Scary Statue

Hi blog.

Sorry things have been too quiet for too long at Wild in Japan.  I’ll save you the excuses and get on with this quick post.

Unfortunately, between me starting this post and now that series of large earthquakes struck Kumamoto and Oita, leaving dozens dead and thousands homeless.  My thoughts are with the people trying to put their lives back together.

I’ve actually had this on the back-burner for  several years, waiting for a suitable opportunity to photograph and research some statues.

Well, I have changed schools, and in an attempt to avoid the heavy traffic of route 50, my chosen route takes me past this particular statue.

 

Apparently, this Jizo was erected in 1685, some 20 years after the land development of the village of Mizuno began.  It is thought that the statue is to the placate the souls of those who died during that period.  Some also claim that it cures children’s illnesses.

This particular Jizo has the names of 48 people associated with its construction carved into it.  Interestingly, the descendants of some of those very people work the very same fields that they opened some 350 years ago.

Many Jizo statues have a nickname, and this one is no exception – it has no fewer than three names:  Bake-Jizo (化け地蔵), Yonaki-Jizo (夜泣き) and Bakku-Jizo (抜苦地蔵).

The Jizo. That is Sanskrit on the bib and the post to the right. The Kanji at the top of the post links it to the Shingon sect.

The most common of these is Bake-Jizo – basically “Ghostly Jizo” – and it is said to have stemmed from a prank involving a face carved into a watermelon with a candle placed inside and strung from a tree near the statue.  A traveller at night reported seeing the ghostly spectacle and the name stuck.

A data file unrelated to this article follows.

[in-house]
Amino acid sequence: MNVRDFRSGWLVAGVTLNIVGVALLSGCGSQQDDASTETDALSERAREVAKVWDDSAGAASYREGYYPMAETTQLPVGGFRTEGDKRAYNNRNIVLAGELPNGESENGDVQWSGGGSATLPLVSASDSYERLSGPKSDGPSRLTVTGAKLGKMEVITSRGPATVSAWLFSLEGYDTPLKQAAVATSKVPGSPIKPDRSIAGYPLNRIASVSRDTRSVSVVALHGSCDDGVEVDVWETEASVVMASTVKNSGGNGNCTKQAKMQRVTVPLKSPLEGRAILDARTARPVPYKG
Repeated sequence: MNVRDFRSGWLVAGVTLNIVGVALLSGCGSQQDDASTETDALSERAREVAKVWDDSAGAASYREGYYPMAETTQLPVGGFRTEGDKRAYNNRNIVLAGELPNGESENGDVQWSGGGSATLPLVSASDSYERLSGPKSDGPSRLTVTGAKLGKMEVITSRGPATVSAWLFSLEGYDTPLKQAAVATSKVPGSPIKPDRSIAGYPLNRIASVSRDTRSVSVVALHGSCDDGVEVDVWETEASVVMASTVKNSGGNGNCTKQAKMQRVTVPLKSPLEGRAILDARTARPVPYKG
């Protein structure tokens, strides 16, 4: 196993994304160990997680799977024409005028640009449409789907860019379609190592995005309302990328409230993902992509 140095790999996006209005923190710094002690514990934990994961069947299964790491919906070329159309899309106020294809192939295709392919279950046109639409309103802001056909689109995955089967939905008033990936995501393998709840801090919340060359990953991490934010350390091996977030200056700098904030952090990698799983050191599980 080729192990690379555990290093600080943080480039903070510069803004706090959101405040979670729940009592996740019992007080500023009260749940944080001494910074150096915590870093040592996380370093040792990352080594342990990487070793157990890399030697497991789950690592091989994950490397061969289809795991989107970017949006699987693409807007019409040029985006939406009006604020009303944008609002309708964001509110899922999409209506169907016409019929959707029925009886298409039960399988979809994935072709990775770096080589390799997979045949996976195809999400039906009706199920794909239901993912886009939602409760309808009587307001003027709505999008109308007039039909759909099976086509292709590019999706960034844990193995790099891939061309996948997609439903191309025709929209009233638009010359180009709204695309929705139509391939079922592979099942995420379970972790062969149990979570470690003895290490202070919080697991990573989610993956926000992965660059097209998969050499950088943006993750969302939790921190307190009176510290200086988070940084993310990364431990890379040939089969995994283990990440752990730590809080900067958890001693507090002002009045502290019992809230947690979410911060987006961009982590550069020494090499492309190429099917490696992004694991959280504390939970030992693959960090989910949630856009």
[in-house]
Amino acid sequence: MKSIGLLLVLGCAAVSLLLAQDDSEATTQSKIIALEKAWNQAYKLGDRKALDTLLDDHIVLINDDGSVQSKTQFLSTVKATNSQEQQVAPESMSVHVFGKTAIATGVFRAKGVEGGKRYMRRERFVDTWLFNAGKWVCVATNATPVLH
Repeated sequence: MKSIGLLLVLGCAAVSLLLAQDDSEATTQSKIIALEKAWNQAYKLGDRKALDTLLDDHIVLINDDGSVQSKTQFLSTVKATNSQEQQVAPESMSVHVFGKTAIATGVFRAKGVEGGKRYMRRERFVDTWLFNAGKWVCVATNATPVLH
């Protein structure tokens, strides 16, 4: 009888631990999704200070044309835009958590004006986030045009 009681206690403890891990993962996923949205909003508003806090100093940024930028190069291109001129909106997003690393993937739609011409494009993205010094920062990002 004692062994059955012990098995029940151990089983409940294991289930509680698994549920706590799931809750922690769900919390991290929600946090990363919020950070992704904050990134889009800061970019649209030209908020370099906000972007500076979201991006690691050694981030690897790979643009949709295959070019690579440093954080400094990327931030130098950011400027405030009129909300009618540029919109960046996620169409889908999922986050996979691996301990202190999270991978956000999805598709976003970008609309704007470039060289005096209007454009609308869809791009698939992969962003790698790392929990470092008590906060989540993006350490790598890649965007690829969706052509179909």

Others, however, say the name simply comes from its remote location.  I’m also willing to believe it may simply be a corruption of Bakku-Jizo (bakku being derived from the Buddhist term bakku-yoraku (抜苦与楽) about the release from suffering).

Keeping my eyes open on the trip、 I noticed at least three stone markers on the same stretch of road.  The area also has several private cemeteries, so it is a haven for stone monument fans.  Pheasants are also sometimes to be seen, and I have spotted a male there several times in the last week or so.

A late 19th century Bato Kannon stone.

 

A stone marker.

 

Another Bato Kannon.

Finally, I was recently stopped by police in that area.  A patrol car passed me and pulled me over.  The officer asked for some ID.  When I asked what was up, he replied that it was a security measure for the local transformer station ahead of the G7 Summit – several hundred kilometres away!!

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